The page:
the disk to the new cloned VM. Another option would be to create a backup of the disks by using Clonezilla. :)

Regards,
Christian

We use our VMs also for testing (of a software application) and create thin provisioned VMs from templates. That is in our setup much faster than using snapshots. Our tests range from 4 minutes to 4 hours and the templates range from 40 - 60 GB.

Hi,
For testing purposes I think I could go the same way as Siem and just create new VMs from templates. That should be fine.

Today I'd like to take a snapshot from a production VM each time before I apply updates/patches to it. If something goes wrong I jump back to the snapshot and are up and running again. I guess I could not solve this easily by creating a new VM each time an update needs to be applied because I would have to migrate the data as well each time. So I guess there is still a point for using snapshots.

Christian, you mentioned that snapshots don't work with EFI based BIOS. Could you explain that in some more detail? In my understanding a snapshot is just a point in time where changes to the virtual disk are written to a new file. It's just like a copy on write operation or at least it should be. Therefor it should not matter whether EFI or BIOS is being used either on the virtualization host or in the guest.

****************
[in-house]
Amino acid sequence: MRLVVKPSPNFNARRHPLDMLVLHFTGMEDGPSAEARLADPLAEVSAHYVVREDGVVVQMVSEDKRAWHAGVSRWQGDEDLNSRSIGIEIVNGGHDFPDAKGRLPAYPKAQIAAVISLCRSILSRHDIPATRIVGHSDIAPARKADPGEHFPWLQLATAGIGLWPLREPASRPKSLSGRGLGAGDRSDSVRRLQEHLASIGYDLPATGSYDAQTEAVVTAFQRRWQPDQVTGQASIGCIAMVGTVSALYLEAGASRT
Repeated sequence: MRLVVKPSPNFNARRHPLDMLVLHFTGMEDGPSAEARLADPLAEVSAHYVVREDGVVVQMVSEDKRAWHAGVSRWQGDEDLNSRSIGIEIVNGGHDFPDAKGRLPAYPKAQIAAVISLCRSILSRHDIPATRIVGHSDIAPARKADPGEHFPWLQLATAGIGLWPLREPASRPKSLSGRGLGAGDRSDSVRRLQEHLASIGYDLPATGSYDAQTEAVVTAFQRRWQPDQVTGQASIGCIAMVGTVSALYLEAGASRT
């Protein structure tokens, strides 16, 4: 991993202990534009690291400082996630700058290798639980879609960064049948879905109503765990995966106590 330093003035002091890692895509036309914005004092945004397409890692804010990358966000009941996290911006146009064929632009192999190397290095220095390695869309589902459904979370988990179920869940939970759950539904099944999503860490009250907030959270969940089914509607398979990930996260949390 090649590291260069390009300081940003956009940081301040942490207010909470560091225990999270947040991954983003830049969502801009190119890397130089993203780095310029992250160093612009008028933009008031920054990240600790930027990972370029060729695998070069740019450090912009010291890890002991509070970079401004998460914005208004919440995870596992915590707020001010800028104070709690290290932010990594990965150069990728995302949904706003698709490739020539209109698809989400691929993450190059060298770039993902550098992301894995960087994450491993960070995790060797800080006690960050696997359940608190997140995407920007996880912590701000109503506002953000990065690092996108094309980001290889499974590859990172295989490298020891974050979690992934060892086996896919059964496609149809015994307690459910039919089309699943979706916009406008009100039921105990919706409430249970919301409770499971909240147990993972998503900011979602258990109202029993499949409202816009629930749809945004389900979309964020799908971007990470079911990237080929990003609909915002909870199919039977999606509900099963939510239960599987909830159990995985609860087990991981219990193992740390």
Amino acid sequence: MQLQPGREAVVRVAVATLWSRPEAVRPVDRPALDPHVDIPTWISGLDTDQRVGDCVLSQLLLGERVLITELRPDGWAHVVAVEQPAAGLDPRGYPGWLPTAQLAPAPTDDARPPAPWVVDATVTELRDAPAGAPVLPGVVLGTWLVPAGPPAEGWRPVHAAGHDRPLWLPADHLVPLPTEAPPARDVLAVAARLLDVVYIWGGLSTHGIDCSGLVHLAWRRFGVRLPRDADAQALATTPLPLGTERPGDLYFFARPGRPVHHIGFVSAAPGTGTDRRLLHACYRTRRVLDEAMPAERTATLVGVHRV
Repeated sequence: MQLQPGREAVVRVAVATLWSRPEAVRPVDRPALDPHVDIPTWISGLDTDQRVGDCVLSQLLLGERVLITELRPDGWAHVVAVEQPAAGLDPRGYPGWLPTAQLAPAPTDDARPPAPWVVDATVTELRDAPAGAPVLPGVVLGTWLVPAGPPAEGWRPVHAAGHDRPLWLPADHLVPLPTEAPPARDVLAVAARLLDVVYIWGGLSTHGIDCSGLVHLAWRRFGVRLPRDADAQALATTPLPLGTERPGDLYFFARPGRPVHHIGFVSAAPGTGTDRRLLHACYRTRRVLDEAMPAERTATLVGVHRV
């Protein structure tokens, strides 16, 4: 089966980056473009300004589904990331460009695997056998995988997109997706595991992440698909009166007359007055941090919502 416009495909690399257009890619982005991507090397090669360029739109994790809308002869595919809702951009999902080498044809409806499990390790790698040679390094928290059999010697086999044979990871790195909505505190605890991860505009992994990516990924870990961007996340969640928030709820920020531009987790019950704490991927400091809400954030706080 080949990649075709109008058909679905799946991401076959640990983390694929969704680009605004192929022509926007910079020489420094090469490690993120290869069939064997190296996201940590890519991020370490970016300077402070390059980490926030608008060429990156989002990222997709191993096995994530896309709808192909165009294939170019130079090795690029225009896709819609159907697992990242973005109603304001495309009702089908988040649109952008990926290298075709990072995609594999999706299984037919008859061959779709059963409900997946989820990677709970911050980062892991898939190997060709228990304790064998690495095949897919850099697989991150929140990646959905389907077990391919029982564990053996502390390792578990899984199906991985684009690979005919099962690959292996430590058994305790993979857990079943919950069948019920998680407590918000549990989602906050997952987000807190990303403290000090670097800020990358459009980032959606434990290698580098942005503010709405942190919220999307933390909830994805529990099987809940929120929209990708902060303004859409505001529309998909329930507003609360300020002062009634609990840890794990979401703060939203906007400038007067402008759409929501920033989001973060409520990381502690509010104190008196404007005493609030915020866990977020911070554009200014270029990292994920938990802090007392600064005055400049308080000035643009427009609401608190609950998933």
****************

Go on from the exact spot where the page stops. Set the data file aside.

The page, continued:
To copy the whole qcow2 file may be a good choice for regular backups. But a simple snapshot would save you some time because only blocks that are changing have to be written to disk not the whole file itself.

To ask more specific, do you guys don't use snapshots because you don't need them for your use cases or do you have negative experiences and advice against using them?

Have a good start in the upcoming week.

Regards,
Joerg

Hi Jörg,

You seem to have misunderstood something ... you don't have to create a new VM when you want to roll back a
broken system - you just copy back the vdisk you've backed up before. Why snapshots don't work on EFI based
BIOS ? I don't know ... I just know that it doesn't work. Maybe it's got something to do with the implementation